by Panos Charitos. Published: 28 March 2014

D+100 is an important milestone for anyone who has been through a stem cell transplant, because the first three months require intensive monitoring to avoid potential complications.

Sunday March 23rd was the 100th day post-transplant for Joon, a young students in the University of Geneva and she was invited to visit the ALICE experiment at CERN.

Joon was diagnosed with acute leukemia in May 2013. Since then has been undergoing treatment in Geneva’s University Hospital. Her recovery depends on stem cells transplantation and is taking place gradually. Her last examination two weeks ago indicates that she is currently in remission. Moreover, previous complications of the graft versus host disease ( GvHD ) are less and less affecting her.

Joon in front of ALICE detector (Image Courtesy: Joon)

During her treatment she expresses her creativity through drawing and projects, playing the piano, and preparing memorable meals for friends and family (to read more about Joon, click here).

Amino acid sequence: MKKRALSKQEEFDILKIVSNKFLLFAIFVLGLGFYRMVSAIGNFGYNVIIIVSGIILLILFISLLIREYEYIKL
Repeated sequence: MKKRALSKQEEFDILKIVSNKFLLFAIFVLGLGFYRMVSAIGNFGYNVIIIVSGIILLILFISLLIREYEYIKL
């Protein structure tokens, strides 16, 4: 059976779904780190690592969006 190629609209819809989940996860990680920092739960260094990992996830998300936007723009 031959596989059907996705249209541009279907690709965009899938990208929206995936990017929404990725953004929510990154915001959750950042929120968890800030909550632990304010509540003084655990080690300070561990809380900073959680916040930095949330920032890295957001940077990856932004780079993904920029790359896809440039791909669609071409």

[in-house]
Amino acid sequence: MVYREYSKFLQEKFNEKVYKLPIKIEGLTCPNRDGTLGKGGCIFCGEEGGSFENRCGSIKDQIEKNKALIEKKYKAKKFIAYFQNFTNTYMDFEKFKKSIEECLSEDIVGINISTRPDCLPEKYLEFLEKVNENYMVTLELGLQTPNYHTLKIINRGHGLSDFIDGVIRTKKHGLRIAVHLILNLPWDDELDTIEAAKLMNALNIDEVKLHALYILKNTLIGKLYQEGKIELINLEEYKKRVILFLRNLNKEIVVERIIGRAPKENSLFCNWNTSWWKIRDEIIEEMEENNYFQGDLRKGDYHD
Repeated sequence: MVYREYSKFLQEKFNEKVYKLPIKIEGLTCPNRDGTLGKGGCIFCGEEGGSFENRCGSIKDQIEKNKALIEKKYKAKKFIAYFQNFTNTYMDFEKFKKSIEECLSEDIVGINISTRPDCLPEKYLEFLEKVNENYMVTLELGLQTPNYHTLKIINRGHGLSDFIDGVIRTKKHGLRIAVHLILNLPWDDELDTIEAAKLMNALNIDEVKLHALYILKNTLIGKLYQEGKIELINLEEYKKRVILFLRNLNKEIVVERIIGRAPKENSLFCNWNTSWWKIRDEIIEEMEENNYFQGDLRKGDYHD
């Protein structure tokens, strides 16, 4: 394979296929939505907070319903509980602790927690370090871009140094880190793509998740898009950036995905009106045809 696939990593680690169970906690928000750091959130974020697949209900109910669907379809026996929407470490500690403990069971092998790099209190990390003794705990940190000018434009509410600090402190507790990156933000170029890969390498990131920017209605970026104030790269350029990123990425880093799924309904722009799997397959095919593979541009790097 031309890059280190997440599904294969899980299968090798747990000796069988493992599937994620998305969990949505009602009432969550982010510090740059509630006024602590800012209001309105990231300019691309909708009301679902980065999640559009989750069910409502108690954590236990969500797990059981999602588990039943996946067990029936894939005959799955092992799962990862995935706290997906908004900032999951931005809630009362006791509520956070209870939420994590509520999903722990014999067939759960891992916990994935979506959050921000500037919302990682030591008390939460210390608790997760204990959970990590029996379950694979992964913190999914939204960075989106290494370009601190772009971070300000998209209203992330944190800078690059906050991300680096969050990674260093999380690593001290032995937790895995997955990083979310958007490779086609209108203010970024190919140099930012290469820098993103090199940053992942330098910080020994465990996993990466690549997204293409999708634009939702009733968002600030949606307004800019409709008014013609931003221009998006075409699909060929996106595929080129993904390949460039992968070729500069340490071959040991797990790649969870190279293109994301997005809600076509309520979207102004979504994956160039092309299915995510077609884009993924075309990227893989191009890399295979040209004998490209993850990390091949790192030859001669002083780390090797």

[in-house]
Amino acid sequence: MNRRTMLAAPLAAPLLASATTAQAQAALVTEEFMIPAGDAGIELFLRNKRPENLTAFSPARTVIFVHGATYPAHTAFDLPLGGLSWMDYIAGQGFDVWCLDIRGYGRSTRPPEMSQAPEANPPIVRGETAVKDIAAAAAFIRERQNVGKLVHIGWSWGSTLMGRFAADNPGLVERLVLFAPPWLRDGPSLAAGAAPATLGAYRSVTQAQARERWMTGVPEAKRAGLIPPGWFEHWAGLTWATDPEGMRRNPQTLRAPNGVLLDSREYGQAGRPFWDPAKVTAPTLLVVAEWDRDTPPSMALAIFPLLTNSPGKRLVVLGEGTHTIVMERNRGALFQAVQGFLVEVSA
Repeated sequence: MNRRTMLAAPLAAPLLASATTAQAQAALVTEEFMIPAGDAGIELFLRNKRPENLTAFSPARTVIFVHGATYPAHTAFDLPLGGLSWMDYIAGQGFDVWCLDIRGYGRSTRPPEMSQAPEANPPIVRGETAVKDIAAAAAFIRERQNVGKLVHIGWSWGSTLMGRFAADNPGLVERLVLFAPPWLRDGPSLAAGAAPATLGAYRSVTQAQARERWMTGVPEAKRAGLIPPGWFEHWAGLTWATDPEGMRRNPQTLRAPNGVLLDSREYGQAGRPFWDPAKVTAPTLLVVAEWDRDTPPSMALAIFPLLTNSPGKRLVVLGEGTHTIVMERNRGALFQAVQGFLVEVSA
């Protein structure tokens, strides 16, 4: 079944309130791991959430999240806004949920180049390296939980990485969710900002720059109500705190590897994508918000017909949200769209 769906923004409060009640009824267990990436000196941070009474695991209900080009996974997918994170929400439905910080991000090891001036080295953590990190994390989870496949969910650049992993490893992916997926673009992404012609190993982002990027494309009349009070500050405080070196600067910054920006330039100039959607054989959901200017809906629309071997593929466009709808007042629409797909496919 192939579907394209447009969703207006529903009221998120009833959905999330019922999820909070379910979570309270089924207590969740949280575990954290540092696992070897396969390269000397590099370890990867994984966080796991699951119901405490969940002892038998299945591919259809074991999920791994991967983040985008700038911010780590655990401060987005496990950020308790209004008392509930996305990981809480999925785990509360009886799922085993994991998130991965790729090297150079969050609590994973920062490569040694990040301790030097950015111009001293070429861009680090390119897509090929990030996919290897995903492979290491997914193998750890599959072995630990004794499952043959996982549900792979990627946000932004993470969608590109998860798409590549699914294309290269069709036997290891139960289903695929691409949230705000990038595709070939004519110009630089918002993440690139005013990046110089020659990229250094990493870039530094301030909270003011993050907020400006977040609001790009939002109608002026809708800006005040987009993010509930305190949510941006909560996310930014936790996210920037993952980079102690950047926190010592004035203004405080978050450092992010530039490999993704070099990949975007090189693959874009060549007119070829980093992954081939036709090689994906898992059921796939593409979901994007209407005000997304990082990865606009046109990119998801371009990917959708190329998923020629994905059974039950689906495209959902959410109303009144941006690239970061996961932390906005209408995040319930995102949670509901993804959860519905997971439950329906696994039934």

Joon is full of enthusiasm for life: she is student of physics at the University of Geneva and she is fascinated by science and quantum physics and looks forward to working as a research scientist. We hope that we will soon welcome her.

Giacinto, who organized this visit, says: “I know Joon since several years and during October 2011 when I had the occasion to supervise her ‘Work Experience at CERN’ for one week in ALICE, I was deeply impressed by her human and intellectual qualities. At that time LHC was delivering collisions and no visits were possible in the underground site of ALICE but, I promised at the first occasion to guide Joon to visit the experiment. On March the 23rd, ignoring it was the D+100 after the stem cell transplant, I have done what promised and I have been delighted by her happiness and unbridgeable curiosity. ALICE could not miss this gift for Joon on the D+ 100!"

Visit Joon's blog and find out more about her experience in ALICE and the importance of becoming a stem cell donor